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BMC Pregnancy Childbirth. 2003 Aug 29;3(1):5.

ABFAB. Attachment to the breast and family attitudes to breastfeeding. The effect of breastfeeding education in the middle of pregnancy on the initiation and duration of breastfeeding: a randomised controlled trial [ISRCTN21556494].

Author information

  • 1Centre for the Study of Mothers' and Children's Health, La Trobe University, 251 Faraday St, Carlton, 3053, Australia. D.Forster@latrobe.edu.au

Abstract

BACKGROUND: It has proven difficult to reach World Health Organization (WHO) recommendations that infants be exclusively breastfed from birth to six months of age 12, yet there is limited knowledge about interventions that are effective in increasing breastfeeding initiation and duration. Particularly lacking is evidence about how to maintain breastfeeding rates in countries which already have a high initiation of breastfeeding. This study aims to determine whether mid-pregnancy breastfeeding education, with a focus on either attitudes to breastfeeding or on technical aspects of breastfeeding, has an effect on rates of breastfeeding initiation and duration. Secondary aims of the study are to: explore what factors might affect the duration of breastfeeding and evaluate the interventions from the participant and childbirth facilitator perspectives. METHODS/DESIGN: A randomised controlled trial (RCT) design will be used. Women having their first baby, and planning to give birth as public patients at the Royal Women's Hospital (RWH), Melbourne, will be approached at 18-20 weeks of pregnancy and invited to participate in the study. Participants will be randomly allocated to a control group or one of two group interventions: a previously designed and trialled tool to teach practical aspects of breastfeeding or an exploration of family attitudes to breastfeeding. The latter was developed and piloted by the investigators in conjunction with the group facilitators, prior to trial commencement. The interventions are planned to take place at 20-25 weeks. Data will be collected by questionnaire at recruitment, at interview in hospital after the birth and by telephone interview six months later. Medical/obstetric outcomes will be obtained from the medical record. The sample size (972) was calculated to identify an increase in breastfeeding initiation from 75 to 85% and an increase from 40 to 50% in breastfeeding at six months.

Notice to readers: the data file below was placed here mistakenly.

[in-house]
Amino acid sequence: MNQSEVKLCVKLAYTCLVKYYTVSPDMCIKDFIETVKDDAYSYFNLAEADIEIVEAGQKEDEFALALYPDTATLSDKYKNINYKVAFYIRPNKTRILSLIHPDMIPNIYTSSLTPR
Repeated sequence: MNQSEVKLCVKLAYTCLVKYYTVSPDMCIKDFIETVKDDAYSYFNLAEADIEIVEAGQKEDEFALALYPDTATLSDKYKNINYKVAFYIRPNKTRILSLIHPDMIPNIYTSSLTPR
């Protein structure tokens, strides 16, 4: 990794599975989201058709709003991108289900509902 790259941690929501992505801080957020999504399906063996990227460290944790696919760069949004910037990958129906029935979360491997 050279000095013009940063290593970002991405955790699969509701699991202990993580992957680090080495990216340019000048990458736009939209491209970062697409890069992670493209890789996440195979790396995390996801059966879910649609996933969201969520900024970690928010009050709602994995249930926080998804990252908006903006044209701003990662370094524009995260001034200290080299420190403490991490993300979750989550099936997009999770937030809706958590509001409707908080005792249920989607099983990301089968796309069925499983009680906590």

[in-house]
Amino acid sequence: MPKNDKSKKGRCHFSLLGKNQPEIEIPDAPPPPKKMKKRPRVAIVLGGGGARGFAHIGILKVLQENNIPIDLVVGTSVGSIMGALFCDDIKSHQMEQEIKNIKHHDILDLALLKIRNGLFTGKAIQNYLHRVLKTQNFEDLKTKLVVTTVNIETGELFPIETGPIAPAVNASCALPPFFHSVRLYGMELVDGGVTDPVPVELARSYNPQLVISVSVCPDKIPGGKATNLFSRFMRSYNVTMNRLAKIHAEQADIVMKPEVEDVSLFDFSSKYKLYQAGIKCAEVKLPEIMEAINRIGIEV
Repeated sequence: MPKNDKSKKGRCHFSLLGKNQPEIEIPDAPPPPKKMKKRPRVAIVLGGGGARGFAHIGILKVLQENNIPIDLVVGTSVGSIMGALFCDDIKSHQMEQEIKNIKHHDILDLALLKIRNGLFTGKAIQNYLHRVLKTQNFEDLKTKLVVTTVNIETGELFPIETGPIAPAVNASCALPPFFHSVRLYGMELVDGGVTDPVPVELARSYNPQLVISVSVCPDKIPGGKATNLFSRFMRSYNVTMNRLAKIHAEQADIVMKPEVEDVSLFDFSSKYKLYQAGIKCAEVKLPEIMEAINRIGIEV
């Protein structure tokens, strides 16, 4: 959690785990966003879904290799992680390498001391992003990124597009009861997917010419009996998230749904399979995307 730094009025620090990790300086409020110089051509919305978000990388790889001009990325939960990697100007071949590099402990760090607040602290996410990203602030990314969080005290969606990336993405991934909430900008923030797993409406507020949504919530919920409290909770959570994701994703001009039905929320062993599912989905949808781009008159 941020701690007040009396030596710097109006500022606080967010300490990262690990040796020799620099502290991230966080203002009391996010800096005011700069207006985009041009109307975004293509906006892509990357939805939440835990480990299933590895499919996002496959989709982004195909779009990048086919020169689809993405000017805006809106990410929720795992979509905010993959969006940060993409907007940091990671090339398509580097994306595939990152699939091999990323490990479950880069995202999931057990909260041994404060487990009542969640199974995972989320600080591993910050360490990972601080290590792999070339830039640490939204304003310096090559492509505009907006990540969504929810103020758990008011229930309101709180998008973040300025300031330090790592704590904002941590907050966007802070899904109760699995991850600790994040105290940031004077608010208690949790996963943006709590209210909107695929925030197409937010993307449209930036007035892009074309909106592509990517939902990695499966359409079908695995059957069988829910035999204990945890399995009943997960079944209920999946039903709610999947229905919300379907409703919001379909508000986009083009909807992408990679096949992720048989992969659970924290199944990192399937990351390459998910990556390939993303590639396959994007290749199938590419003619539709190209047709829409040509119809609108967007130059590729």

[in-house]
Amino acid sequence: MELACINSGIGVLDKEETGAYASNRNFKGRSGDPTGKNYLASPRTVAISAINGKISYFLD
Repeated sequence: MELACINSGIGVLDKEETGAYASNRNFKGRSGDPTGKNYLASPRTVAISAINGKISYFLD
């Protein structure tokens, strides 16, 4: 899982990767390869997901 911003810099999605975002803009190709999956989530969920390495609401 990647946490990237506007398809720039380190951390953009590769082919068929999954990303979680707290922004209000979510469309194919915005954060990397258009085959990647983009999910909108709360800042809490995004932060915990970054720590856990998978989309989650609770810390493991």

PMID:
12946279
PMCID:
PMC201032
DOI:
10.1186/1471-2393-3-5
[PubMed - as supplied by publisher]
Free PMC Article
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